Where to get vaccines

Your PCP or local pharmacy can provide you with these vaccines.

Can I get more than one vaccine at a time?

If you can only get one vaccine appointment, it is typically safe to receive more than one vaccine at a given time. 

Try to get them in separate arms, and beware that the side effects like fatigue and arm soreness may be more significant with more vaccines at once.

Let’s all do our part to stay healthy this fall and winter with up-to-date vaccinations.

Many questions can be answered on the Anthem website, the CDC website, or with your PCP.

Check Your Symptoms or Call EHS

If you are feeling under the weather, check out this symptom chart and get an idea of the cause. While Employee Health Services (EHS) does not replace your primary care provider, they can treat employees’ minor illnesses and injuries, including prescription medication if needed. Examples of these types of minor illnesses include: 

  • Sore /strep throat
  • Cold/Flu
  • Allergy symptoms
  • Eye Problems (scratch, pink eye)
  • Ear Problems (infection, wax build-up)
  • Cough
  • Urinary Tract/Bladder Infection
  • Skin Rashes /Insect Bite
  • Minor cuts/Abrasions
  • Strains/Sprains

Call 804-501-1600 to schedule an appointment. The clinic is open Monday through Friday, 8 a.m. to 4:30 p.m. Please visit the Employee Health Service webpage for more information on their services.

Also, every U.S. household can again place an order to receive four more free COVID-19 rapid tests delivered directly to their home. Visit for more information.



Cold, flu, COVID or allergies: what are my symptoms?

Common Symptom








within 14 days



4-10 days

5-7 days



Body aches

























Itchy eyes





Nasal congestion










New loss taste/smell





Runny nose





Short of breath



serious infection







Sore throat






*Symptoms may vary depending on vaccine status and underlying health problems


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Open Enrollment for 2024 Benefits Need to Knows

Open Enrollment is your annual opportunity to enroll or change your coverage and add or drop dependents for your health, dental, short-term income protection, and flexible spending accounts (FSA). Open Enrollment will be Sunday, October 1 through Friday, October 27, 2023. All changes must be submitted through Employee Direct Access by 4:30 p.m. on October 27, 2023.

We will be re-introducing Open Enrollment Information Sessions this year! Consider attending a session to learn more about our plans and speak with benefits staff and our various vendors. No sign-up is required, and the sessions will be “open house” style.


 Tuesday, October 3, 2023

12:00 p.m. – 6:00 p.m.                                    Henrico Training Center

                                                                          7701 E. Parham Road

                                                                          Rooms 2029/2030


Thursday, October 19, 2023

12:00 p.m. – 6:00 p.m.                                   Eastern Government Center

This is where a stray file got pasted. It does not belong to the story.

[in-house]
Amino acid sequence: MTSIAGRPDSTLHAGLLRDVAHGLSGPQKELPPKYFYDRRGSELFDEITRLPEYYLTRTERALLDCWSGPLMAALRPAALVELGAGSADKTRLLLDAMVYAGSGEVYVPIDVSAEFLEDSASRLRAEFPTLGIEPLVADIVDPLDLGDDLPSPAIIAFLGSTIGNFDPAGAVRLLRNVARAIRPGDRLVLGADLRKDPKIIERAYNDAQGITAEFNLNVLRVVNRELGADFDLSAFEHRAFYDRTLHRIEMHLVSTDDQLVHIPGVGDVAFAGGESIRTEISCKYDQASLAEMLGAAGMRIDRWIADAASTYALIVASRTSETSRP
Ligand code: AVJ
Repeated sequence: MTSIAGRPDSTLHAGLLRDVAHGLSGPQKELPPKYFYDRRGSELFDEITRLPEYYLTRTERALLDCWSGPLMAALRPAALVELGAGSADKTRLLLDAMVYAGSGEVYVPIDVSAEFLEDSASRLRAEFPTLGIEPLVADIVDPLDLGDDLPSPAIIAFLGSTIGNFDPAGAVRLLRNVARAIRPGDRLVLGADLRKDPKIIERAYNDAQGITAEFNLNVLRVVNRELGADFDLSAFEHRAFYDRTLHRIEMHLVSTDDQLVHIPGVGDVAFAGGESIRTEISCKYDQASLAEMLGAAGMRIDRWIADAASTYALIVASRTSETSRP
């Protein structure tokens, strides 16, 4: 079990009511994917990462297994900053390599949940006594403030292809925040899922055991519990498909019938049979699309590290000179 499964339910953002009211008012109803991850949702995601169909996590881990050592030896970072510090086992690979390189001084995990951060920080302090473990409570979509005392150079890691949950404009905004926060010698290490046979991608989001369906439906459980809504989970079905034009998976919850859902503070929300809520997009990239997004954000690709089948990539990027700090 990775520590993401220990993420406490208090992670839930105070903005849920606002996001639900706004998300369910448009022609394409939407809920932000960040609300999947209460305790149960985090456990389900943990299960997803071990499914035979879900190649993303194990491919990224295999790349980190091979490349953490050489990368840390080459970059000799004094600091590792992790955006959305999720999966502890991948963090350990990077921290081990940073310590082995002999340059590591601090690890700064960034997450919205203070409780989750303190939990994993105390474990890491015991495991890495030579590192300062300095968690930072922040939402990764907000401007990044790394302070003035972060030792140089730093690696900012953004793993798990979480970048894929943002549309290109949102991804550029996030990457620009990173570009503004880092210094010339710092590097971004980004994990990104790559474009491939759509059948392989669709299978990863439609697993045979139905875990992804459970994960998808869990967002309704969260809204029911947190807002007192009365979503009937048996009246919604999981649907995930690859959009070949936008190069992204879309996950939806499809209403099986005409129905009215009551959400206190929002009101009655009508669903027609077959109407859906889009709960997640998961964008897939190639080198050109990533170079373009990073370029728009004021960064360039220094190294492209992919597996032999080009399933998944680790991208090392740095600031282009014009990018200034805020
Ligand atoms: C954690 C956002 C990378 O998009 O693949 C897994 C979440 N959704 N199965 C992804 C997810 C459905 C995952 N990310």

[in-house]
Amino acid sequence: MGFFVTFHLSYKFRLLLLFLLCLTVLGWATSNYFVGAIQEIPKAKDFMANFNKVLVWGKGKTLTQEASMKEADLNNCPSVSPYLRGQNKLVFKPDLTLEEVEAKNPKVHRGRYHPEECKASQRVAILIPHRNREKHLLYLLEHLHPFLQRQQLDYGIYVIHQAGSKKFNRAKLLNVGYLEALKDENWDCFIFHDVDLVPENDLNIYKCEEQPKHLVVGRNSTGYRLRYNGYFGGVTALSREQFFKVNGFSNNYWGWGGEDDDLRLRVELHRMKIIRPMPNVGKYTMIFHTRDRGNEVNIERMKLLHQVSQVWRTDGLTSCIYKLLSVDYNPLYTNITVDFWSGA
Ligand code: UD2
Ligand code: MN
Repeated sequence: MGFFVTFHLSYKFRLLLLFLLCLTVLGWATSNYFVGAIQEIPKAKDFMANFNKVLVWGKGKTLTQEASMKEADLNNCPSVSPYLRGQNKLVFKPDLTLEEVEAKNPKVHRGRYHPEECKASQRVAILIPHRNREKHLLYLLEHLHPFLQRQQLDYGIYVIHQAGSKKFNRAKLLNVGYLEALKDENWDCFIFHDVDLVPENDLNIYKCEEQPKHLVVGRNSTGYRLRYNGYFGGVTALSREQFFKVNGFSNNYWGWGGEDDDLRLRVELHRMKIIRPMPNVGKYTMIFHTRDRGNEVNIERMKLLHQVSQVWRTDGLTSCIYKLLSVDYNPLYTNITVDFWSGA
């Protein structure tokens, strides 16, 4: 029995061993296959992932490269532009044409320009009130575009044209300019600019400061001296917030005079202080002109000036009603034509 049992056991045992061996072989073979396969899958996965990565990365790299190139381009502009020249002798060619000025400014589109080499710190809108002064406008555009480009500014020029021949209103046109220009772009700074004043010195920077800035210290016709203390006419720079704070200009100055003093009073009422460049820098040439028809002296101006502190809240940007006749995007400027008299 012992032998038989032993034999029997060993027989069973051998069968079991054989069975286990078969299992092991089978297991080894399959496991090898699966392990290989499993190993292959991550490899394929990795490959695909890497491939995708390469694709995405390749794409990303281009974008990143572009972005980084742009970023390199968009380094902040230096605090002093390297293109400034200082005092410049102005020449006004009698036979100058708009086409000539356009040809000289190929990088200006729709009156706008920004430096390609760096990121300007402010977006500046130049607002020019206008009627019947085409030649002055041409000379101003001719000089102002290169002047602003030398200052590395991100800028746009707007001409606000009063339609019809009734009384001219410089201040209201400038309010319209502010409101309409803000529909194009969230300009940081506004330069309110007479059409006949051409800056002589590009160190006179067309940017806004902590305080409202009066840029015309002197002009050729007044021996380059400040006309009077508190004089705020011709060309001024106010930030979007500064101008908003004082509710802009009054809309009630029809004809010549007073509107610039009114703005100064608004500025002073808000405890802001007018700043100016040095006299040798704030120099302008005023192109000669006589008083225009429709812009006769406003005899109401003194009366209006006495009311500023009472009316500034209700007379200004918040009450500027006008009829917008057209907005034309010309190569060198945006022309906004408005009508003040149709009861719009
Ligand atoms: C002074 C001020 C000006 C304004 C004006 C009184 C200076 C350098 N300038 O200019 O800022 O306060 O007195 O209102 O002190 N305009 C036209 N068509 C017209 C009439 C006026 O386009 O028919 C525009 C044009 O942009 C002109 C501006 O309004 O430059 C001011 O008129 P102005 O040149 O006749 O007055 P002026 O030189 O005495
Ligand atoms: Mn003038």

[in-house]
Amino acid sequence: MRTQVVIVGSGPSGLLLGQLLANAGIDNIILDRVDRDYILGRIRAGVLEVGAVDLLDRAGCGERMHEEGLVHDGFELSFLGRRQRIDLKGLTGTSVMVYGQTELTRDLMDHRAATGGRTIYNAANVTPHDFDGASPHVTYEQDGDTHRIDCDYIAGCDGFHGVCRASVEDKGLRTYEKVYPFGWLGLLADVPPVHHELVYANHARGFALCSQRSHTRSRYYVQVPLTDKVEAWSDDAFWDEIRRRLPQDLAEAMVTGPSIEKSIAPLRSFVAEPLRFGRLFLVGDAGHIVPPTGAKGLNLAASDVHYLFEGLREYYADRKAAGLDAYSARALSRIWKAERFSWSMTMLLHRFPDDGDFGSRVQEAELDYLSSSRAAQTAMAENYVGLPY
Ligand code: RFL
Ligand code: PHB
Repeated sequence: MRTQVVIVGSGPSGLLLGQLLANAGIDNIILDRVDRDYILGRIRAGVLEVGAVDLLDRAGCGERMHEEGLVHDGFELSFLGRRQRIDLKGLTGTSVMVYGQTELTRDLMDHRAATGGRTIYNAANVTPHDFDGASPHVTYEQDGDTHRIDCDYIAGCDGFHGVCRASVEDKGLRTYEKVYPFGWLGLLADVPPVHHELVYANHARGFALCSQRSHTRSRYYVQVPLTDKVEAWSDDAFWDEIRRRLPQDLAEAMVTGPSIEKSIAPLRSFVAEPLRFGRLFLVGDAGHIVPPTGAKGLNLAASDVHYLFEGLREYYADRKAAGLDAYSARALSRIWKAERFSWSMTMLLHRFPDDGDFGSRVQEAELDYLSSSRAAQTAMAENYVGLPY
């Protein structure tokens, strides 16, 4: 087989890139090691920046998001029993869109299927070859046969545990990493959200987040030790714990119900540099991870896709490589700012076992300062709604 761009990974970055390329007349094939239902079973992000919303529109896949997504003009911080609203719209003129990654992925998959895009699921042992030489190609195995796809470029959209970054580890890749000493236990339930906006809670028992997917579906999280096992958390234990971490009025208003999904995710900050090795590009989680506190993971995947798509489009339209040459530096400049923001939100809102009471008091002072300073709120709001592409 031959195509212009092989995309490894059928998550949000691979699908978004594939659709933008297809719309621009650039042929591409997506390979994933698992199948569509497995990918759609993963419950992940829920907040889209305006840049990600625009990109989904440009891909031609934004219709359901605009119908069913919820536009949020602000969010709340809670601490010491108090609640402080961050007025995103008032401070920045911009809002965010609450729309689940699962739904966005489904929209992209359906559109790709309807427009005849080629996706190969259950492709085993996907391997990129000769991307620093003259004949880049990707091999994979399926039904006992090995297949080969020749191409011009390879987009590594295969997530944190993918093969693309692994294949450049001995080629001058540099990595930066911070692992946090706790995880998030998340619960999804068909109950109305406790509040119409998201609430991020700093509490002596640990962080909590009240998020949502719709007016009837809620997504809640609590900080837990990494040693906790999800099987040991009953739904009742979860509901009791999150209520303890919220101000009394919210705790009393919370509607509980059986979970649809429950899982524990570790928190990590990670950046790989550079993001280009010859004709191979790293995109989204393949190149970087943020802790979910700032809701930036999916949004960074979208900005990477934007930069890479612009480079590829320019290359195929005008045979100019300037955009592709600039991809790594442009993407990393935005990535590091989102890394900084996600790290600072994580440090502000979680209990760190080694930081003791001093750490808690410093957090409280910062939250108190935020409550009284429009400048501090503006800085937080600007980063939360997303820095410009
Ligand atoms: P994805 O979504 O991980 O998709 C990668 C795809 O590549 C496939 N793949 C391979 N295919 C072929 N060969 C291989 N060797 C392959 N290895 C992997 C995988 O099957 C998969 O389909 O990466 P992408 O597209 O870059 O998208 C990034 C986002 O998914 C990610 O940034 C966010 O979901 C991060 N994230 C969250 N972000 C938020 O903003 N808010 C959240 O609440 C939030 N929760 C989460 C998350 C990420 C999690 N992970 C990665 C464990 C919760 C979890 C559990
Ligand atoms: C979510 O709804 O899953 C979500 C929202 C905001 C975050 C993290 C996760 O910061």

Community Room

                                                                         3820 Nine Mile Road

What do you need to know?

  • Healthcare rates will not increase for full-time employees! Anthem will continue to administer our health care and prescription drug benefits. There will be new group numbers in 2024, so plan participants will receive new insurance cards for 2024. Please make sure you use the new card for services starting January 1, 2024.
    1. Due to IRS inflation guidelines, there will be an increase to the high-deductible health plan (HDHP)’s deductible. For employee-only coverage, the deductible will increase by $200, totaling $3,200. The deductible for any dependent-level coverage will increase by $400, totaling $6,400.
  • Delta Dental will continue offering the same plan options for 2024 with a minimal rate increase.
  • TASC will continue to provide our Flexible Spending Accounts (FSAs) benefit. This year, the minimum annual election for both healthcare and dependent (day) care FSAs will be $100. The new maximum to the healthcare FSA will be $3,050. The dependent (day) care FSA limit will remain at $5,000.


 What do you have to do as an employee?

  • Re-enroll in Flexible Spending Accounts if you wish to participate in 2024.
    1. Up to $570 will roll over into your 2024 healthcare flexible spending account.
  • Review your current plan and dependents to see if changes need to be made.

Note: Healthcare, dental, and short-term income protection enrollments will roll over for 2024 unless you change them during Open Enrollment.

We encourage you to take advantage of Open Enrollment to choose the benefits that are right for you and your family. Visit our dedicated Open Enrollment webpage at for more information!

As a reminder, Open Enrollment for Voluntary Benefits will also be from October 1, 2023 – October 27, 2023. Enrollments and changes to your voluntary benefits are handled through Pierce Insurance Agency, Inc. on the web at or call 800-421-3142 ext. 170.